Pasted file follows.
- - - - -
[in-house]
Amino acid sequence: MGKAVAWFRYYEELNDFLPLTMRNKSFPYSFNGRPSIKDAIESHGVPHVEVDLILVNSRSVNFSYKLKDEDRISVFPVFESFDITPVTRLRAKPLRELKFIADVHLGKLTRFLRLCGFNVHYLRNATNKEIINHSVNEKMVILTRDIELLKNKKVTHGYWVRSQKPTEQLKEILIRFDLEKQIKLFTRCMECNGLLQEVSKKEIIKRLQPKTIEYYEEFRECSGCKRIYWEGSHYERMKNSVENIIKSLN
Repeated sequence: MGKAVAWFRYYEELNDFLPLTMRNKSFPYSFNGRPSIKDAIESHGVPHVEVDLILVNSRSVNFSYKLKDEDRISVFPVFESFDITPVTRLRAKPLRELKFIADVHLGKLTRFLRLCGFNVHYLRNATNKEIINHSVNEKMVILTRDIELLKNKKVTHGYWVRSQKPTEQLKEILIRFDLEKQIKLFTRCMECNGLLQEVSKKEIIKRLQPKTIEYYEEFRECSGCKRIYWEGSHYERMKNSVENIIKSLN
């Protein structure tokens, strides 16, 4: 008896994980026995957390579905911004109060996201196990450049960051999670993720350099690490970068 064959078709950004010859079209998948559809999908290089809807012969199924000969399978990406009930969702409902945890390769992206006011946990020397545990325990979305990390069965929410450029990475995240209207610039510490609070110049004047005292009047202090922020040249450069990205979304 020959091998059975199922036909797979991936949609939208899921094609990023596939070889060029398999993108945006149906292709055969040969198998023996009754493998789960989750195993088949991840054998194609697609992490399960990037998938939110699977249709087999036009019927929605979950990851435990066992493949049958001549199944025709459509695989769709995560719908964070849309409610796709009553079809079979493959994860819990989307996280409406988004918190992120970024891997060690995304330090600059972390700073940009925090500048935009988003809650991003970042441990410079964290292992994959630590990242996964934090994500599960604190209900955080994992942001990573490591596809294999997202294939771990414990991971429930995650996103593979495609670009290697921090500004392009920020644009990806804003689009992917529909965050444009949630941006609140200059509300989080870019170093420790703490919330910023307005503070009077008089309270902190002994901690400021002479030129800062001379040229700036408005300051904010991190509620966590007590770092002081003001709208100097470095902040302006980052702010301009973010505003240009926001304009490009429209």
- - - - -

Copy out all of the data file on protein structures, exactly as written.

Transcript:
[in-house]
Amino acid sequence: MGKAVAWFRYYEELNDFLPLTMRNKSFPYSFNGRPSIKDAIESHGVPHVEVDLILVNSRSVNFSYKLKDEDRISVFPVFESFDITPVTRLRAKPLRELKFIADVHLGKLTRFLRLCGFNVHYLRNATNKEIINHSVNEKMVILTRDIELLKNKKVTHGYWVRSQKPTEQLKEILIRFDLEKQIKLFTRCMECNGLLQEVSKKEIIKRLQPKTIEYYEEFRECSGCKRIYWEGSHYERMKNSVENIIKSLN
Repeated sequence: MGKAVAWFRYYEELNDFLPLTMRNKSFPYSFNGRPSIKDAIESHGVPHVEVDLILVNSRSVNFSYKLKDEDRISVFPVFESFDITPVTRLRAKPLRELKFIADVHLGKLTRFLRLCGFNVHYLRNATNKEIINHSVNEKMVILTRDIELLKNKKVTHGYWVRSQKPTEQLKEILIRFDLEKQIKLFTRCMECNGLLQEVSKKEIIKRLQPKTIEYYEEFRECSGCKRIYWEGSHYERMKNSVENIIKSLN
């Protein structure tokens, strides 16, 4: 008896994980026995957390579905911004109060996201196990450049960051999670993720350099690490970068 064959078709950004010859079209998948559809999908290089809807012969199924000969399978990406009930969702409902945890390769992206006011946990020397545990325990979305990390069965929410450029990475995240209207610039510490609070110049004047005292009047202090922020040249450069990205979304 020959091998059975199922036909797979991936949609939208899921094609990023596939070889060029398999993108945006149906292709055969040969198998023996009754493998789960989750195993088949991840054998194609697609992490399960990037998938939110699977249709087999036009019927929605979950990851435990066992493949049958001549199944025709459509695989769709995560719908964070849309409610796709009553079809079979493959994860819990989307996280409406988004918190992120970024891997060690995304330090600059972390700073940009925090500048935009988003809650991003970042441990410079964290292992994959630590990242996964934090994500599960604190209900955080994992942001990573490591596809294999997202294939771990414990991971429930995650996103593979495609670009290697921090500004392009920020644009990806804003689009992917529909965050444009949630941006609140200059509300989080870019170093420790703490919330910023307005503070009077008089309270902190002994901690400021002479030129800062001379040229700036408005300051904010991190509620966590007590770092002081003001709208100097470095902040302006980052702010301009973010505003240009926001304009490009429209």